Doing the Little Things

We are so busy as moms! It isn’t possible to do all that our children ask us to do. I heard this heart-stirring poem when I had 3 little rambunctious boys —Daniel (5), Mark (1) and Nathan (3)—that kept me busy morning ’til night. It made me want to slow down and listen to their little requests to “look at me, Mom!” It made me want to read the stories and play with them more. Now that my sons are grown, I have discovered how true this poem is! Take a moment right now, if you can, and “do the little things he asks you to”. You won’t regret it!

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To My Grown-Up Son

 

My hands were busy through the day

I didn’t have much time to play

The little games you asked me to.

I didn’t have much time for you.

I’d wash your clothes, I’d sew and cook,

But when you’d bring your picture book

And ask me, please, to share your fun,

I’d say, “A little later, Son.”

I’d tuck you in all safe at night,

And hear your prayers, turn out the light,

Then tiptoe softly to the door.

I wish I’d stayed a minute more.

For life is short, and years rush past,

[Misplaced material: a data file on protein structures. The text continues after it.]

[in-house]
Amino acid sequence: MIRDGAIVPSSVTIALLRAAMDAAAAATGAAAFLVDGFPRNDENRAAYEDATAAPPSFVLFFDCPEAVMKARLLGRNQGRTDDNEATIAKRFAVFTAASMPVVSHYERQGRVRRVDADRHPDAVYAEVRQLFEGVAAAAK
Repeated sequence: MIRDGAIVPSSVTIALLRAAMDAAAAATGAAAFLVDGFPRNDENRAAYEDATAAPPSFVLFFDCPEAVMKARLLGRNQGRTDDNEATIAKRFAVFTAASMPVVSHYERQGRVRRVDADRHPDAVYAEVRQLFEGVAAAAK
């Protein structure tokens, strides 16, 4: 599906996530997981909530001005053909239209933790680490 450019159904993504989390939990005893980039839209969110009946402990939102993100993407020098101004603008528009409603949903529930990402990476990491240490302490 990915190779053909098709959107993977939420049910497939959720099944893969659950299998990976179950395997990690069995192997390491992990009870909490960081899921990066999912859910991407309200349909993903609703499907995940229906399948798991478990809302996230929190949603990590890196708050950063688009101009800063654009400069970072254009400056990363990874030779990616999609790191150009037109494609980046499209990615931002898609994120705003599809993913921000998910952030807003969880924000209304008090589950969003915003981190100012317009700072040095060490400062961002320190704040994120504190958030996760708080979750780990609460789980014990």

A little boy grows up so fast.

No longer is he at your side.

His precious secrets to confide.

The picture books are put away,

There are no children’s games to play,

No good-night kiss, no prayers to hear.

That all belongs to yesteryear.

My hands once busy, now lie still

The days are long and hard to fill.

I wish I might go back and do

The little things you asked me to.

       —Alice E. Chase

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My grown-up sons now: Ammon, Daniel, Nathan, and Mark

 

 

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First, a Relationship

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“First we have a relationship, then we have an educational method.” —Karen Andreola

And so it is. As homeschool moms, we sometimes get involved trying to figure out what philosophy to follow, what type of teaching we should do, or what curriculum we should select. We eagerly read books, buy curriculum, and “try on” educational methods as if we were shoe shopping. But no “shoe” fits until we have established a warm, loving relationship. No method can make up for a strained relationship with your child, your student. Until the relationship is working right, the educational approach doesn’t really matter very much at all.

So, instead of focusing on what educational philosophy or curriculum you are going to use in your homeschool, think instead of how you are going to build your relationship with your child. Brainstorm ways to reach each child’s heart. Co-operation and a desire to follow you will come naturally when the relationship is strong! As you bind your children’s heart to you in love, you will be creating the very best environment for learning, no matter what method you end up choosing.

Here’s some ideas for knitting your hearts together:

*Listen and give eye contact when your child talks to you.

*Take a walk and hold hands.

*Give a sincere compliment.

*Smile.